The Electric Power Research Institute is working on two pilot programs that seek to integrate solar power with traditional coal and gas plants in New Mexico. A dozen hybrid projects similar to FPL’s plant are planned around the world, said Cara Libby, the institute’s project manager for renewable energy.

“Intermittency is probably the challenge utilities are putting the most efforts into researching at the moment,” Ms. Libby said. “The biggest concern, of course, is how to keep the power on.”

Instead of adding new capacity, smart grid designs and investments in transmission lines could also help balance the contribution of intermittent resources, said Tim Stephure, an analyst at Emerging Energy Research, a consulting firm. Some regional operators, such as PJM, are also encouraging their large customers to cut consumption when demand is at its peak to reduce the overall power requirements on the grid, said Mr. Brownstein of the Environmental Defense Fund.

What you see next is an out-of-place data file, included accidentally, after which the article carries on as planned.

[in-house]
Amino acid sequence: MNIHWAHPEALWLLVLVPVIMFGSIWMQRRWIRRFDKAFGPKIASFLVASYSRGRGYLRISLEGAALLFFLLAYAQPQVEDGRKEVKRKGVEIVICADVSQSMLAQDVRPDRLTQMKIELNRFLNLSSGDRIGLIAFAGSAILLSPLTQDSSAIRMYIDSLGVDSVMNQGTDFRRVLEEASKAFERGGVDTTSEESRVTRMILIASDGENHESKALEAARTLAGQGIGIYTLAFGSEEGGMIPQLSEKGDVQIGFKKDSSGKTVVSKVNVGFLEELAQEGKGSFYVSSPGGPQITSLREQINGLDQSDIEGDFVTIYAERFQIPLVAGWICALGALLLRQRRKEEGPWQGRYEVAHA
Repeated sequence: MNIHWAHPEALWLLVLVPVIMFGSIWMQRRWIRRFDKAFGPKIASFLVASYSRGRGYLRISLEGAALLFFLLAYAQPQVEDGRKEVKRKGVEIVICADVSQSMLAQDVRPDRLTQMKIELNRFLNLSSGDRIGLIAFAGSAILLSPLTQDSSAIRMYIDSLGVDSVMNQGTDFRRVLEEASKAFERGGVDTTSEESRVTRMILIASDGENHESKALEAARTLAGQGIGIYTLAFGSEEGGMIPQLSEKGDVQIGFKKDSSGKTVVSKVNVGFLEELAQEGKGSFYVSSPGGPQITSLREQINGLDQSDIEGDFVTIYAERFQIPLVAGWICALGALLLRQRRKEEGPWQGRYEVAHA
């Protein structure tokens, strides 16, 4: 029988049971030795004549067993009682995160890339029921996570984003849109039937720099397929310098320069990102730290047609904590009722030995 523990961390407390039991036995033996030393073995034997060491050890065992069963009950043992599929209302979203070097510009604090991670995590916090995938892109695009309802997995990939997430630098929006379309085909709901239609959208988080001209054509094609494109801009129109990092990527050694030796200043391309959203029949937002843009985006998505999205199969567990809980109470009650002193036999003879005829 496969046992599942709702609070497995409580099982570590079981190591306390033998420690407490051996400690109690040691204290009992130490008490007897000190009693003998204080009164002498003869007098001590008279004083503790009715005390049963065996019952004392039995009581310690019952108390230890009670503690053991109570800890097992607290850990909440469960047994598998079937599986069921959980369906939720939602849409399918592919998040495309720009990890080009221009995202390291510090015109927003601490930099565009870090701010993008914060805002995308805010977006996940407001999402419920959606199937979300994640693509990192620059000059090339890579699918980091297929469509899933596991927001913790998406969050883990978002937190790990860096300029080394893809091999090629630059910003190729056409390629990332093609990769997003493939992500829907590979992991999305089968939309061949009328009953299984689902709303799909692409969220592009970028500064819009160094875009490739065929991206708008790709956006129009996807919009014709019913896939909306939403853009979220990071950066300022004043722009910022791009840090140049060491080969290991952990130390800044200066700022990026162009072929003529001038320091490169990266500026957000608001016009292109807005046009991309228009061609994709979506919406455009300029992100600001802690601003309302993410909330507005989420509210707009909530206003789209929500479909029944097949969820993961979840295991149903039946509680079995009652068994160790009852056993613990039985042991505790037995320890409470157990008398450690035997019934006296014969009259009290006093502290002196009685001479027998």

At FPL, part of the challenge will be to fine-tune the system so that its gas and solar components provide just as much electricity as needed at any given time — day or night, cloudy or clear. At a cost of $476 million, the solar project, known as the Martin Next Generation Solar Energy Center, will be second-biggest, after the 310-megawatt Solar Electric Generating System in the Mojave Desert in California. That system, also owned by FPL, was built in the 1980s.

FPL estimates it will cut its natural gas use by 1.3 billion cubic feet each year, the consumption of 18,000 American homes. It will also cut carbon emissions by 2.75 million tons over 30 years, the equivalent of taking 19,000 cars off the road.

The solar panels concentrate the sun’s rays into a vacuum-sealed tube that contains a synthetic oil, which heats up to 748 degrees Fahrenheit. The oil is then used to produce steam that is fed into an existing turbine to produce electricity. Using small sensors, the mirrors will be able to rotate during the day to track the sun’s movement. In case of a hurricane, they will flip upside down for protection.